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Tuesday 25 September 2007
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Cut road deaths by making 'animal cars'


By Roger Highfield, Science Editor
Last Updated: 10:01pm BST 24/09/2007

Road safety campaigners could cut the death rate by lobbying for cars to be made to look more like animals, and for pedestrians at night to use fluorescent markers that highlight the way they move.

 
In the study people detected changes to animals quicker than changes to vehicles
In the study people detected changes to animals quicker than changes to vehicles

That is one implication of an experiment to show that people have stone age brains that are unconsciously attuned to detecting the movement of animals, rather than inanimate objects such as cars, because the former played such a key part in the survival of our ancestors.

The American study, published in the Proceedings of the National Academy of Sciences, shows that the modern human brain carries the visual priorities of our hunter-gatherer ancestors and is still more likely to track a tiger- or even a chipmunk - than cars and trucks, even though they see many more of the latter and their lives now depend on noticing where they are on the motorway.

What our eyes look at is guided by brain mechanisms that pick out some portions of a scene over others. Since keeping an eye on predators and prey was crucial for survival during our evolution, Joshua New of Yale University, working with Profs John Tooby and Leda Cosmides of the University of California, Santa Barbara, decided to study whether we learn what is important to track or inherit it.

The researchers showed subjects pairs of photographs of natural scenes in rapid alternation, with the second photograph including a single change.

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People were more than a second slower in detecting changes to vehicles, silos or mugs than to more rarely experienced animal species, such as elephants and pigeons.

"For example, we have two different savannah scenes, one with a tiny elephant in the far distance that is very difficult to see against the background trees, the other with a bright red minivan in the foreground, taking up a much larger proportion of the picture," explained Prof Tooby.

"Although both were appearing and disappearing from the picture or flipping back and forth, people noticed these changes to the elephant 100 per cent of the time, but almost 30 per cent of people entirely missed these changes to the high contrast, bright red minivan."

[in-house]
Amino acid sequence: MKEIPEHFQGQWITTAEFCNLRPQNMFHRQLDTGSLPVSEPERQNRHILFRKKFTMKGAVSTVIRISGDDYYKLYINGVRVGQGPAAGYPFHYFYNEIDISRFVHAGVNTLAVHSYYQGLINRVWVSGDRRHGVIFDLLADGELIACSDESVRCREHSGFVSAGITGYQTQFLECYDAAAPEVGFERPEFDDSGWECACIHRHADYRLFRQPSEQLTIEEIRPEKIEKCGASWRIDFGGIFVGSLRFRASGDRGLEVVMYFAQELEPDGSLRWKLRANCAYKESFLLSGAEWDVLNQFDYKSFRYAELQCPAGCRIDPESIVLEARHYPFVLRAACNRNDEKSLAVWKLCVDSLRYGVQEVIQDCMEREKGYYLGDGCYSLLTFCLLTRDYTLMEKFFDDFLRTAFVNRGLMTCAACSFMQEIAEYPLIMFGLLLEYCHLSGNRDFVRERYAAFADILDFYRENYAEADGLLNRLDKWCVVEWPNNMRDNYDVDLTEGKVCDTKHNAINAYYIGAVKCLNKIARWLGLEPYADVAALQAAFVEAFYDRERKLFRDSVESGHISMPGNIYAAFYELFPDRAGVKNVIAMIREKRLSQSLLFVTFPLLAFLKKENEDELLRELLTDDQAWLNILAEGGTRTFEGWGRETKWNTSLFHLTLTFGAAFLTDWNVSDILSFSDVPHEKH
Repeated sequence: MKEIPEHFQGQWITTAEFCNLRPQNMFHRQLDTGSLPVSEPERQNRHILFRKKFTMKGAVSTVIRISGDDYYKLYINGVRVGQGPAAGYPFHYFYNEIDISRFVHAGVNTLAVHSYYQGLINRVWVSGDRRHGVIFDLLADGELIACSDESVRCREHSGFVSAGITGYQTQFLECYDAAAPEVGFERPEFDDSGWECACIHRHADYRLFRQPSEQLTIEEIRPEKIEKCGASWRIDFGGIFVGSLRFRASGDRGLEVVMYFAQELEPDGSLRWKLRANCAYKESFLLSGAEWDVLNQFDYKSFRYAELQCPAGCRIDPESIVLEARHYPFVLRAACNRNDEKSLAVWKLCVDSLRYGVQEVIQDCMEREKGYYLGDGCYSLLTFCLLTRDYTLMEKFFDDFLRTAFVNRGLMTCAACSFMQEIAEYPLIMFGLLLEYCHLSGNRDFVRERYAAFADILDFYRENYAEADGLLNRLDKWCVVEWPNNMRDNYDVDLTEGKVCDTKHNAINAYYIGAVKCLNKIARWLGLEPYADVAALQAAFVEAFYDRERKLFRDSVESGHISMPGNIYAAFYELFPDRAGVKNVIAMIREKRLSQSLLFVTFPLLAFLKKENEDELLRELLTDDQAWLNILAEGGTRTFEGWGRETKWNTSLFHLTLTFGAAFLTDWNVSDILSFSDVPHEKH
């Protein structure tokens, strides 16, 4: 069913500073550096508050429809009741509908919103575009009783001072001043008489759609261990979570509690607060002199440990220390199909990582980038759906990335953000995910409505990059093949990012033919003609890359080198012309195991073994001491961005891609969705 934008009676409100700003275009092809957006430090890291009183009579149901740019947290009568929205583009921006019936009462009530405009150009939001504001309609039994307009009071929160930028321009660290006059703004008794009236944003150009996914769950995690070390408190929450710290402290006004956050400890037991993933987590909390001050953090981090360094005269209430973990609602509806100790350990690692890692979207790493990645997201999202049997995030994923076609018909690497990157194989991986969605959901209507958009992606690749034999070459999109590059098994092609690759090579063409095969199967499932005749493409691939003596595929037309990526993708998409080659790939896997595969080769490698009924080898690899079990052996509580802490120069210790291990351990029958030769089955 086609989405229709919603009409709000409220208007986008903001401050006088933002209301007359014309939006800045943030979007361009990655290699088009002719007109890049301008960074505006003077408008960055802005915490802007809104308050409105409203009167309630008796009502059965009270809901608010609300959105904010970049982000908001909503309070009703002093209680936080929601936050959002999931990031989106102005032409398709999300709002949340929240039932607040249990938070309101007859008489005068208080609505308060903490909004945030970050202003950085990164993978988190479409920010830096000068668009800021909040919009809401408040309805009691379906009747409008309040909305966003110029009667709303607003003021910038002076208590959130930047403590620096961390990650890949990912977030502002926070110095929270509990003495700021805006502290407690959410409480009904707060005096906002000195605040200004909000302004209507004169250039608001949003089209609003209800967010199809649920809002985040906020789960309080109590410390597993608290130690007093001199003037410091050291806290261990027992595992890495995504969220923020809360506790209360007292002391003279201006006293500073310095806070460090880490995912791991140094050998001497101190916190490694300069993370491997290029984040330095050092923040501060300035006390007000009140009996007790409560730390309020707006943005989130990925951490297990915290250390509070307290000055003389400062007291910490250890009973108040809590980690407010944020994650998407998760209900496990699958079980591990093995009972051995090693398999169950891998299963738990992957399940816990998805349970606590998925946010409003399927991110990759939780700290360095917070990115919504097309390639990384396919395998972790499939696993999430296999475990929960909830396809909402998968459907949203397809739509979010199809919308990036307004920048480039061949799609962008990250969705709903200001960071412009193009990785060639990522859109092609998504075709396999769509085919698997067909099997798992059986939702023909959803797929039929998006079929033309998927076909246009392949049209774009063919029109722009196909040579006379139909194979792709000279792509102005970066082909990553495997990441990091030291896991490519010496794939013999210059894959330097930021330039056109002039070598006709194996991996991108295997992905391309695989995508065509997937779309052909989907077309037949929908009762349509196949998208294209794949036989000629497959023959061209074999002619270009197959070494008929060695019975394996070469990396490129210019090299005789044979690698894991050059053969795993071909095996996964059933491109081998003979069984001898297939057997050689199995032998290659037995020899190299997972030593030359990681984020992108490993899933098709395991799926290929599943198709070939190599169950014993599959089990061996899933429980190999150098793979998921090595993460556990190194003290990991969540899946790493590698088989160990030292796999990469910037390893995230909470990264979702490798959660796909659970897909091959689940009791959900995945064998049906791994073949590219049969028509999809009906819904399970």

Overall, they were three times more likely to miss a car, indicating that familiarlity and learning are not the source of this difference. "This is the first high-level, category-specific attentional system found for a stimulus class other than humans," they said. In other words, the brain is attuned to detecting animals.

The bias to detect animals, the authors conclude, is like the appendix: present in modern humans because it was useful for our ancestors, even if useless now. But it could be exploited, according to Prof Cosmides.

"It may seem fanciful, but it is possible that painting cars to look more like animals might increase attentional monitoring of them," she said.

"Have you ever seen those "flying tiger" airplanes from WWII? (They have a tiger face painted on the front). They are very hard not to look at."

Dr New added that pedestrians could do more to be attention-grabbing at night. " We appear to be robustly prepared to detect and accurately recognize biological motion (and particularly people's) from very impoverished stimuli.

"By that, I'm referring to point-light displays in which only small lights attached to a person's joints and limbs are visible.

From that even a relatively few luminescent stickers which indicate the entire body's motion (and that of my two dogs, when I walk them at night) should make us (and our intended paths) almost impossible to overlook (albeit pretty goofy looking)."

Road safety campaigners have to do more to take into account how our brains are stuck in the distant past

"The ability to quickly detect changes in the state and location of vehicles on the highway has life-or-death consequences," concludes the paper, "yet subjects were better at detecting changes to non-human animals, an ability that had life-or-death consequences for our hunter–gatherer ancestors but is merely a distraction in modern cities and suburbs."

The UK Department for Transport recently reported that the number of people killed in road accidents was 3,172, among 258,404 road casualties in 2006.

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